From Enron and Tyco through to WorldCom and Lehman Brothers, the world’s biggest corporate collapses usually have one thing in common: a centralized organizational structure that concentrated power into the hands of executives who stifled the free flow of information and retained the right to make critical business decisions. In such cases, there was often a whistleblower at a local level who knew something was going horribly wrong – but when they raised the alarm, they were ignored or overruled, and effectively silenced, by those higher up in the organizational food chain.
This kind of behavior on the part of executives can manifest itself in a not inconsiderable number of problems for organizations and their boards. In particular, executives’ desire to maintain control and hoard the “rights” to make decisions can have potentially significant and far-reaching consequences, according to a new research paper, Organizations with Power-Hungry Agents, co-authored by Richard Holden, Professor in the School of Economics at UNSW Business School, and Wouter Dessein, Eli Ginzberg Professor of Finance and Economics at Columbia Business School.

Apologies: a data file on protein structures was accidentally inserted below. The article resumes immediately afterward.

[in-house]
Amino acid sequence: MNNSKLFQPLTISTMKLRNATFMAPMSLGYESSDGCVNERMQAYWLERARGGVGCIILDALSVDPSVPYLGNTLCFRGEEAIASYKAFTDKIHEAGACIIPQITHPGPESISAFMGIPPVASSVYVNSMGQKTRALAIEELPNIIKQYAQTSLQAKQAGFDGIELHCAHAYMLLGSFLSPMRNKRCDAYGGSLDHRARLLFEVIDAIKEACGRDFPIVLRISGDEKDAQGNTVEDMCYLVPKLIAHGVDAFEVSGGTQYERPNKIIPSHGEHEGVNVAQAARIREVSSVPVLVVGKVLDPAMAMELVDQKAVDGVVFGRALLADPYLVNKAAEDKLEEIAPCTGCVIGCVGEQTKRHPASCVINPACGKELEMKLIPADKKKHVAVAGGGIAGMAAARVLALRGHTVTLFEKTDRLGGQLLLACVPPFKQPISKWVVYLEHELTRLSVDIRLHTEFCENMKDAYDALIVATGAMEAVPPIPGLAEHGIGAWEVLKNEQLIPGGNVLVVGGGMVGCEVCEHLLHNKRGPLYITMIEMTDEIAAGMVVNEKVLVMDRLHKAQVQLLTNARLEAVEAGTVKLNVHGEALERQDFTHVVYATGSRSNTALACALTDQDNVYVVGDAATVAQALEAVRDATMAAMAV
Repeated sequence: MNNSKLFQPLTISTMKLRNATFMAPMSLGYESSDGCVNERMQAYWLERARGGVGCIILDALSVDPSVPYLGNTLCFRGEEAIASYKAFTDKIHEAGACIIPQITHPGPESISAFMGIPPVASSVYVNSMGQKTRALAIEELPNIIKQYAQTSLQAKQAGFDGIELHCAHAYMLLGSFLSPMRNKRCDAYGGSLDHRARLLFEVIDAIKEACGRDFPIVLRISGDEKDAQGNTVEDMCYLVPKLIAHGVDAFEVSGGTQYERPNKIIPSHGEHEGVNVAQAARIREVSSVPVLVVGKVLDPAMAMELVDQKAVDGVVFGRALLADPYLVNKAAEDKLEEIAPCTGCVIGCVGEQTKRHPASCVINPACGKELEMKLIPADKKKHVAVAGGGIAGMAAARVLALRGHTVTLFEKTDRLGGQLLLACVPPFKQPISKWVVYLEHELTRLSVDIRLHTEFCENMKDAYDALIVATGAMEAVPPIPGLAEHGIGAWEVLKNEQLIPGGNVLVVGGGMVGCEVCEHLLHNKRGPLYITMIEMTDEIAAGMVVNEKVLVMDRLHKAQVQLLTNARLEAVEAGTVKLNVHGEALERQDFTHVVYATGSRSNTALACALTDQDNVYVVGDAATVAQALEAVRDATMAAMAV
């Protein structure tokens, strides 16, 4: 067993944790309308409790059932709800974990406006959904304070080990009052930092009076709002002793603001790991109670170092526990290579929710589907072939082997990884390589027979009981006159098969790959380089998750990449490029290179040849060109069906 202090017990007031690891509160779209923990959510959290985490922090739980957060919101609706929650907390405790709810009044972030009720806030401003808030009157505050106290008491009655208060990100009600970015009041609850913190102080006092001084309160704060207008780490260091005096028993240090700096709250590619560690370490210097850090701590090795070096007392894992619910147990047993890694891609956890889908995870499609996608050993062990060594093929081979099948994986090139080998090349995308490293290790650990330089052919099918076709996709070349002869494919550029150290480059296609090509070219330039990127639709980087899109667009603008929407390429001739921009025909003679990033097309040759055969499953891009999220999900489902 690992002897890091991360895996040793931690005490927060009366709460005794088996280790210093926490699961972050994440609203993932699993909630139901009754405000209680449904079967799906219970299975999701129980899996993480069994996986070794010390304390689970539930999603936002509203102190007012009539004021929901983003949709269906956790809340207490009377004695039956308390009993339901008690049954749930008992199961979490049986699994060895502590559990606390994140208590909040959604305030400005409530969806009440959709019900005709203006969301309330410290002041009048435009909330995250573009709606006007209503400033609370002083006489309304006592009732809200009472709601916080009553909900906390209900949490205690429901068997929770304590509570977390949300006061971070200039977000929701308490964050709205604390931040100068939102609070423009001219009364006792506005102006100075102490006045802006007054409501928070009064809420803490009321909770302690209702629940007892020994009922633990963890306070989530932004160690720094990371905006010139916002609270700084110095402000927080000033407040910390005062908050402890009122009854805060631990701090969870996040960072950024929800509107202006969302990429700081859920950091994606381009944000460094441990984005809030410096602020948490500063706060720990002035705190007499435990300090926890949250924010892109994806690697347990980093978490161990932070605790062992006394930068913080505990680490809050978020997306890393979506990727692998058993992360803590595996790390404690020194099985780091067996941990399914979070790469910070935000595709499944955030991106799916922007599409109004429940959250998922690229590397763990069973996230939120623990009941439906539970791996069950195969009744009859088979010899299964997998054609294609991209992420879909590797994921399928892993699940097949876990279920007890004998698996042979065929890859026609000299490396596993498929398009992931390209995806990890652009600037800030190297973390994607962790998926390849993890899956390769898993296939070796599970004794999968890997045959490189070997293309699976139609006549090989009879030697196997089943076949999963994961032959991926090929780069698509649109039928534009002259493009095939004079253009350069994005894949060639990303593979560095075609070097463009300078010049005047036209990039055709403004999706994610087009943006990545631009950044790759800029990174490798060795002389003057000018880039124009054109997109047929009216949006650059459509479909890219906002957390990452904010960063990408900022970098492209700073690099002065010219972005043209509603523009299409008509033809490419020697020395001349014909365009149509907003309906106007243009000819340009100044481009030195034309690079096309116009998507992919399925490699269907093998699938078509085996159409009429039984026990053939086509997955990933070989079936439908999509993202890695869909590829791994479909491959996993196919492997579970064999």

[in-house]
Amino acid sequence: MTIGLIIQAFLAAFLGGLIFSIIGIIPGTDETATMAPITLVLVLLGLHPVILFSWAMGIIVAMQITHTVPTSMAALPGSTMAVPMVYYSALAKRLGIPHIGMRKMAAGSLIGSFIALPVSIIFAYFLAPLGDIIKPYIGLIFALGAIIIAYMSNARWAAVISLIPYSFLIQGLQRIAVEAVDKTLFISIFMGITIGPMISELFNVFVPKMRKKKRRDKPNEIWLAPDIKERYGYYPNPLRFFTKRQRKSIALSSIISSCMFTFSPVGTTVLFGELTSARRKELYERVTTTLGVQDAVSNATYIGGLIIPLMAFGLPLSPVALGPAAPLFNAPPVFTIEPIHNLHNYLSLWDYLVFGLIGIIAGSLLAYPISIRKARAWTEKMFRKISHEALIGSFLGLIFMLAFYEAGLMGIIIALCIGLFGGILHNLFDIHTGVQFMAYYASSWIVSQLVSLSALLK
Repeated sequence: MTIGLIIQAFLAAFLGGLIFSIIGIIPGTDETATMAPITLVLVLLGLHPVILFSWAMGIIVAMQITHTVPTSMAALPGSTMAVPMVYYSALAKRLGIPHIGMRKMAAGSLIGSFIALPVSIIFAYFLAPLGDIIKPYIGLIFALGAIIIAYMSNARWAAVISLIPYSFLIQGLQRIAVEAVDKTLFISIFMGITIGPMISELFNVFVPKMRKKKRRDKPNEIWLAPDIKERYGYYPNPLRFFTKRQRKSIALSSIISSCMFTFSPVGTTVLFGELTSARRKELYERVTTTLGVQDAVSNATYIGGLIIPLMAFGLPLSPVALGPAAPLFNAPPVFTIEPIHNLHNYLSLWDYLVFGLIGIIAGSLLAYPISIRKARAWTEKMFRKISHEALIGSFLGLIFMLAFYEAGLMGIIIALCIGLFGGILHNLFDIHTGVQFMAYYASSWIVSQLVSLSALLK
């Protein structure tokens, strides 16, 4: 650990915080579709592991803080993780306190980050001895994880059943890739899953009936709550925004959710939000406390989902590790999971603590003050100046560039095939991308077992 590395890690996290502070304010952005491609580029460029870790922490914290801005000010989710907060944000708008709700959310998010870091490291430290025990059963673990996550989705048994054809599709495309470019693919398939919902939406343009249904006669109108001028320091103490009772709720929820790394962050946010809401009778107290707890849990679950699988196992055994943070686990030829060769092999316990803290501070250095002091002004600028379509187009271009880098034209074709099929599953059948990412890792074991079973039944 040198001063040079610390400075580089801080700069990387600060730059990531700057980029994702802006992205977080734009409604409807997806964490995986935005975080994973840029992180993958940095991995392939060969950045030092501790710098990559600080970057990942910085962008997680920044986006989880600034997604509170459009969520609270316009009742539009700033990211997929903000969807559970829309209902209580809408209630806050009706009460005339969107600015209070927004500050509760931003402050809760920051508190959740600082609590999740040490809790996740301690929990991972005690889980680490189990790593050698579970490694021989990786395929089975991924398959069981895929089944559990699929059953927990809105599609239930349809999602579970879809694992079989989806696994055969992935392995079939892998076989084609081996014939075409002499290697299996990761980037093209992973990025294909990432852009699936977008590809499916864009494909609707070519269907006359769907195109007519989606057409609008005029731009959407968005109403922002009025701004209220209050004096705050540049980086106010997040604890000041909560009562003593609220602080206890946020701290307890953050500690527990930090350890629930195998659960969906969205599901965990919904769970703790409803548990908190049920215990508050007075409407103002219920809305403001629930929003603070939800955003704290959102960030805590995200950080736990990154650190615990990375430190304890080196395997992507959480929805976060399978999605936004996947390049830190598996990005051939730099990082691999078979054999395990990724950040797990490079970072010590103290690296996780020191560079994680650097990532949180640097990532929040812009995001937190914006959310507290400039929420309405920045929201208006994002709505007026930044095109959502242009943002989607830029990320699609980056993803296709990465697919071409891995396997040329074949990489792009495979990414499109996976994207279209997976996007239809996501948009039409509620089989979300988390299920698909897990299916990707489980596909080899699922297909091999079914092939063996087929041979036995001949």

“I’ve seen plenty of folks hoard decision rights,” states Holden, who puts this kind of behavior down to a variety of factors. “Part of it can be put down to more or less nefarious explanations. There’s one group of people who might have some kind of narcissistic personality disorder, and we can all probably think of examples of that. And there are other people who have ‘rules of thumb’ that got them where they are, to be successful. Some people just don’t trust others and like to do things themselves. There’s nothing necessarily or profoundly psychologically problematic about that – it’s just the way some people are,” he explained.
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